• Surrogate key distribution
    • Storing and tracking history
    • Structure and hierarchy
    • Cleaning and integration
  • Design for flexibility. A major pitfall of Data Warehouse models is the complete focus of the design to model the information according to current requirements or view of the world. Because requirements change over time this approach to data modelling limits the future and flexibility of the Data Warehouse. For this reason the new EDW shifts the focus from upfront information modelling to managing and the data as an asset using established principles such as surrogate keys, relationships and history tracking. But because no business logic is implemented during the loading processes into the Data Warehouse this structured and historical System of Record can be used for any type of future reporting. The Data Vault model provides a limited (3) number of entity archetypes which result in a flexible yet manageable model where relationships and structure can be easily changed. A flexible architecture also offers:
    • The ability to load data even when relationships between data change. Most hybrid modelling techniques use many-to-many relationships separate of the main entities, even when the data could currently be modelled as one-to-many without a separate relationship table.
    • To cater for different levels of completeness of data. This impacts the way errors are handles / rejected and the specification of failure.
    • To provide multiple versions of the truth (multiple datamarts based on the same data).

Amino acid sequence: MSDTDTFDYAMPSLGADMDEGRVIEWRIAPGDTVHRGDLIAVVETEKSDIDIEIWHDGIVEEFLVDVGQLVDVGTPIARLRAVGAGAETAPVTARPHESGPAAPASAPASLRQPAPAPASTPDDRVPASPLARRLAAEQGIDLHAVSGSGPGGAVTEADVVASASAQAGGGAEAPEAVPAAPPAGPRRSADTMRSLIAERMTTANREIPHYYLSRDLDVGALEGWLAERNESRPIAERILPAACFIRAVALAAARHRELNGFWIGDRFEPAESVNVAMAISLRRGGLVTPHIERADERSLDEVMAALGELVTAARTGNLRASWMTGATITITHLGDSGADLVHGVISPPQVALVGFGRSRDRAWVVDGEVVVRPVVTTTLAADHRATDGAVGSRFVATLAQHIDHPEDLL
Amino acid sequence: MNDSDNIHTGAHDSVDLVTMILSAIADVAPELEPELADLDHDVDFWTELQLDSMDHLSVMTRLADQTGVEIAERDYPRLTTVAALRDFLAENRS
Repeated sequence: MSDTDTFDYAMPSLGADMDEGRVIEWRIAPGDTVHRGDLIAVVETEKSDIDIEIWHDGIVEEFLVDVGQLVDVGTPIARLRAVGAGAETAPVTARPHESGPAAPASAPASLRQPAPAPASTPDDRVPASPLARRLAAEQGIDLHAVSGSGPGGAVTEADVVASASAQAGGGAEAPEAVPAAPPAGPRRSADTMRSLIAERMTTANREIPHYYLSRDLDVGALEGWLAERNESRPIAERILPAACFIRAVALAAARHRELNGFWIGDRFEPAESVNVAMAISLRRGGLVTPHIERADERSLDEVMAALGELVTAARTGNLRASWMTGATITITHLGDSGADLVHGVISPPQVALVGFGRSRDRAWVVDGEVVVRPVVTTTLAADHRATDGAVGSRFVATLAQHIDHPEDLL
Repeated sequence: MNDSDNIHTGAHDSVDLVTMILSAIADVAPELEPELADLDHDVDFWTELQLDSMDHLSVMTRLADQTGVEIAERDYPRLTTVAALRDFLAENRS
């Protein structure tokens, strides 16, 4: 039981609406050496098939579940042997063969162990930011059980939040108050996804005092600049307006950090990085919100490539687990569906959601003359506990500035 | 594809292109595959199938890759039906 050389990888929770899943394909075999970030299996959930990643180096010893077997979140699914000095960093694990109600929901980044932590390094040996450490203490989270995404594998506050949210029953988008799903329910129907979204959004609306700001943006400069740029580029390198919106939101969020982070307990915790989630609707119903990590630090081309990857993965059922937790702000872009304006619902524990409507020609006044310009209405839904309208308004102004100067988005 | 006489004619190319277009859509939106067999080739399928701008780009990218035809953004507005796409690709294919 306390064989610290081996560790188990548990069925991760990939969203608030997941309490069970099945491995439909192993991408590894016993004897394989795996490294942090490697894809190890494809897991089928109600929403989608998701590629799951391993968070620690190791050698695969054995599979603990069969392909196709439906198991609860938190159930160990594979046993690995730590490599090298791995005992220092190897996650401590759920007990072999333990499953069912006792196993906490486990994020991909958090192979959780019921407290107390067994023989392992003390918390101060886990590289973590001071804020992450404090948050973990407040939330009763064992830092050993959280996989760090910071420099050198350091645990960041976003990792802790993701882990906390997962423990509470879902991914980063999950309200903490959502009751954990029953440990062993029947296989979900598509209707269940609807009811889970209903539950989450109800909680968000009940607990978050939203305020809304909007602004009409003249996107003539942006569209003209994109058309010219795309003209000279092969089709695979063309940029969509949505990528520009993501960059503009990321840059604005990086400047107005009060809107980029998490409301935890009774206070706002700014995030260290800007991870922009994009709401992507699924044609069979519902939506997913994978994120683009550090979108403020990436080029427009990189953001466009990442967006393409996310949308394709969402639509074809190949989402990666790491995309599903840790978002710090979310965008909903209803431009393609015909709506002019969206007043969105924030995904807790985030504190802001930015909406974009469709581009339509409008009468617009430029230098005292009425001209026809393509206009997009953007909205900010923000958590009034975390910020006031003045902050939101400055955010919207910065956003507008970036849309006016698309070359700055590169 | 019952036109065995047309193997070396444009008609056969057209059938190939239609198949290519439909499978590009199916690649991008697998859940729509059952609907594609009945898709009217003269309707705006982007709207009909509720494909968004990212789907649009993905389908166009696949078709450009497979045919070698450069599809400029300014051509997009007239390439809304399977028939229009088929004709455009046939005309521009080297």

• Handling changing business rules. To be able to always represent data in another way, this impacts the integration approach and the datamart concept.
    • Separate data ‘as-is’ and converted data, while still retaining the relation to the original data.
    • Applying business rules / logic as late as possible: in the Presentation Layer.
    • Full scalability, which manifests itself in many ways. Due to the modular design the Data Vault is extremely flexible (yet easy and consistent) when it comes to adding or changing data sources. It also enables the Data Warehouse team to change the table structure when database size becomes an issue to introduce a degree of normalisation without impacting the Data Vault concepts. A properly management Data Vault is indefinitely scalable.li>
  • Future proof. As mentioned earlier, resilience when coping with changes is a major goals of the architecture
  • Real-time ready. All concepts are checked against the possible future of handling real-time data sources.

Ultimately, the goal of the EDW is to provide a meaningful reporting and analysis or data mining structure that Business Intelligence software can access. The main difference with previous EDW architectures is that this EDW can accommodate all types of structures (star schemas, snowflakes, full table, 3NF etc.) and even change its approach without losing data.